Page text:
Hilo, Hawaii – Lt. Gen. Charles D. Luckey, Chief of the Army Reserve and Commanding General of the U.S. Army Reserve Command, visited the 9th Mission Support Command and the 100th Battalion of the 442nd infantry regiment, during their annual training at the Pohakuloa Training Area on the island of Hawaii.
No Army Reserve unit is more historically famous than the 100th Battalion, 442nd Infantry Regiment, being named the unit with the most Medals of Honor in the entire US Army. The 100th Battalion, 442nd, has five companies, scattered across the Pacific, and carries on the “Go For Broke” legacy as the Army’s only reserve infantry battalion.
During Luckey’s visit, he observed Charlie Company as they began to prepare for their squad tactical exercise. He maneuvered with them throughout their scenario from the squad leader’s briefing to movement, contact with opposing forces, end of exercise, and finally after action review.
He then took this opportunity to speak with the soldiers to show his appreciation for them and all they do.
“I’m always asked to be in different places at the same time. But I wanted to be here,” Luckey said. “Where you are going says more about what you care about than what you say. Showing up is the most important statement you can make. That’s why I’m here.”
He also answered questions from soldiers, discussed the new Double Eagle app and the upcoming Army Combat Fitness Test.
Luckey then continued his tour with Bravo Company as they conducted a platoon live-fire exercise, walking through the scenario as they fired M240 machine guns and 60mm mortar rounds. After the successful script, he congratulated the company on completing its AAR.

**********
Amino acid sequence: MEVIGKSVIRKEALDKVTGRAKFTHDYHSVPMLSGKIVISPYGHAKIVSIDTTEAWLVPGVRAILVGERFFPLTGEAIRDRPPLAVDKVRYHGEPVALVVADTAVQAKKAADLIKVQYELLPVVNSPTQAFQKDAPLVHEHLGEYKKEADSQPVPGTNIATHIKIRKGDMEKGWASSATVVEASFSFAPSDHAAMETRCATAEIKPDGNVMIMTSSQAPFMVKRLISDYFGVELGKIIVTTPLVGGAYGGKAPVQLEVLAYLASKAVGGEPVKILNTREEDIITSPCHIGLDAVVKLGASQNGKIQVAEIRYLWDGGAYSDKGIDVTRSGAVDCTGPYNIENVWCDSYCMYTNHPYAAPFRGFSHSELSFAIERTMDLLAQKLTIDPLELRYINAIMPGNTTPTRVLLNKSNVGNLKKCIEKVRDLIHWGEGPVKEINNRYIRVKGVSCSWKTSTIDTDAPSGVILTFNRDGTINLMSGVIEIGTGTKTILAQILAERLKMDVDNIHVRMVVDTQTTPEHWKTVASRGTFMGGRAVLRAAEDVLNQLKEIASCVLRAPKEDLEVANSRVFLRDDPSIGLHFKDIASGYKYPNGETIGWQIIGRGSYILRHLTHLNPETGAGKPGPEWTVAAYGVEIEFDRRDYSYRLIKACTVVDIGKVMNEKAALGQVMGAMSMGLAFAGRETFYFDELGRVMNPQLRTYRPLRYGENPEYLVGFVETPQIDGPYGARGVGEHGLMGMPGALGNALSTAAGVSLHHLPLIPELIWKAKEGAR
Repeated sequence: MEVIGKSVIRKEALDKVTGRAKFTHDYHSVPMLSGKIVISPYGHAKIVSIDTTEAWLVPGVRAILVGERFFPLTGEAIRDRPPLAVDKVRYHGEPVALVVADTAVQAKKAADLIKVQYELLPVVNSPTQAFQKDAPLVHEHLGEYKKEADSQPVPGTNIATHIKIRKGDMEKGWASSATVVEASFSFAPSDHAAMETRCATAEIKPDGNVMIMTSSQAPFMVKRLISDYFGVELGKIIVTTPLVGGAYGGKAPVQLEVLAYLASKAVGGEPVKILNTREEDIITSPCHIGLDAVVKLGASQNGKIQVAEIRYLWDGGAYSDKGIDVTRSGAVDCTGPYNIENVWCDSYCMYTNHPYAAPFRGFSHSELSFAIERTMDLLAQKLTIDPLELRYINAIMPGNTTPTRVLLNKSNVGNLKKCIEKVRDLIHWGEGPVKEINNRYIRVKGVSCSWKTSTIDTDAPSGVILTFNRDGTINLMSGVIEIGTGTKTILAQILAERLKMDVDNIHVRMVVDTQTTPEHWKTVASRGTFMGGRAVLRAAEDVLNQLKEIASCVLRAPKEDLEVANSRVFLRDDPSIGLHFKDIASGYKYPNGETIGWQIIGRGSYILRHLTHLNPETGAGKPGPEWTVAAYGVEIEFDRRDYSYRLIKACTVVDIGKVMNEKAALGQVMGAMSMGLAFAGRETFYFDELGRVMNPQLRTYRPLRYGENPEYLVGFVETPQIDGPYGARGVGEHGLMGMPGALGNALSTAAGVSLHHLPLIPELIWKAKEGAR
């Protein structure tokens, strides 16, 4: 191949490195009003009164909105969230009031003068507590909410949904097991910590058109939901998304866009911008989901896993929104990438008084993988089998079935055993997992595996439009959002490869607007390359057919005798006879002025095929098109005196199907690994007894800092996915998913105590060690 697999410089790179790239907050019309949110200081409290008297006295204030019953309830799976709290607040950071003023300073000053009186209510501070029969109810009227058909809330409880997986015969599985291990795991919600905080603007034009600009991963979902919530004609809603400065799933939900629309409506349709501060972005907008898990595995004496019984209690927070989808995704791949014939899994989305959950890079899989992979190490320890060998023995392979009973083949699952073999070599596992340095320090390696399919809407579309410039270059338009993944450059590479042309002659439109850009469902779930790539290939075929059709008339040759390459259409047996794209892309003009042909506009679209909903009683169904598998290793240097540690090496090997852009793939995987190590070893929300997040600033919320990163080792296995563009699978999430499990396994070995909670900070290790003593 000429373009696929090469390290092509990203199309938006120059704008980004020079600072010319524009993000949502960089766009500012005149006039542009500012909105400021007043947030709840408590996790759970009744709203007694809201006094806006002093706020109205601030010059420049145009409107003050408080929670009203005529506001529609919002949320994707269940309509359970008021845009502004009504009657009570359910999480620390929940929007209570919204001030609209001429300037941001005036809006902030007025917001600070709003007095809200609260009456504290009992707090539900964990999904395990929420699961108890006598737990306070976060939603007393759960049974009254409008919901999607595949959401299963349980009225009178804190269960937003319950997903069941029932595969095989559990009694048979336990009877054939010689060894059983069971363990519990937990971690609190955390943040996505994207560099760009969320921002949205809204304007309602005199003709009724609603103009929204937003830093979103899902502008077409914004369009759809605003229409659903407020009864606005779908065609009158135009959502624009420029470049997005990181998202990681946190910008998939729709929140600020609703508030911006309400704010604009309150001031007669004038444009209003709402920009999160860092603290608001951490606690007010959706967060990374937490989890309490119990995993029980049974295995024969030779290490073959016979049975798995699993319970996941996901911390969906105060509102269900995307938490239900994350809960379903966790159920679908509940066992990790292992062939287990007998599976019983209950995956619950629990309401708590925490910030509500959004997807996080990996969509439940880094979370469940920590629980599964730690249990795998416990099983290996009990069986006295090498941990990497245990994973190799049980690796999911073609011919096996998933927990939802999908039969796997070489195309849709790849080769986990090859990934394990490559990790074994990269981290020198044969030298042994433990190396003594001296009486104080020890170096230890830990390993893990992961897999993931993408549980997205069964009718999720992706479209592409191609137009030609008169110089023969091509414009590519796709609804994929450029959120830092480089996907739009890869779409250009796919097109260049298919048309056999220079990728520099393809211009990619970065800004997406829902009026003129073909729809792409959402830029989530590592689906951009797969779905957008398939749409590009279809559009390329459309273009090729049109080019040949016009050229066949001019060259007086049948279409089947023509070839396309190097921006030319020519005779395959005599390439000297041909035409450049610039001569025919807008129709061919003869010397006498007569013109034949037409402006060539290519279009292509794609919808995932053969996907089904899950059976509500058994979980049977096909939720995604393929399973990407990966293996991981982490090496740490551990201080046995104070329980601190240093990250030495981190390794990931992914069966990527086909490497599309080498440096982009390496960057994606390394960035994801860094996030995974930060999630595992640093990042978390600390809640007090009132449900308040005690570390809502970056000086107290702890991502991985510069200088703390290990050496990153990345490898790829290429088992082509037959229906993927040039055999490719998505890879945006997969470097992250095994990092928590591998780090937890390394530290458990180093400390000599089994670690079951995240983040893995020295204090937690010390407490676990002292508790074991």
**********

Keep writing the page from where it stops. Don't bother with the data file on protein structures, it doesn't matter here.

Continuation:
“Phenomenal work to carry on the legacy of this unit,” he said. “I’m really proud of you.”
Brigadier General Timothy D. Connelly, commanding general of the 9th MSC also expressed his gratitude for the Soldiers. “Proud as can be of our awesome Soldiers,” he said. It was an honor and a privilege “to be out there with Double Eagle Six”.
Finally, Luckey participated with the 740th Forward Support Company as they conducted convoy operations. After speaking with individual soldiers, he spoke to the group about the importance of work-life balance.
“We talk a lot about families, especially in the US Army Reserve,” Luckey said. “We always talk about how our challenge is to be ready enough to be relevant without being so relevant that we can’t maintain good, meaningful civilian jobs and healthy family lives.”
Luckey ended his trip by addressing the leaders.
“It’s about us working for our soldiers, making sure we’re taking care of the mission and taking care of the team, generating capability and capability to do what the American people expect of us. “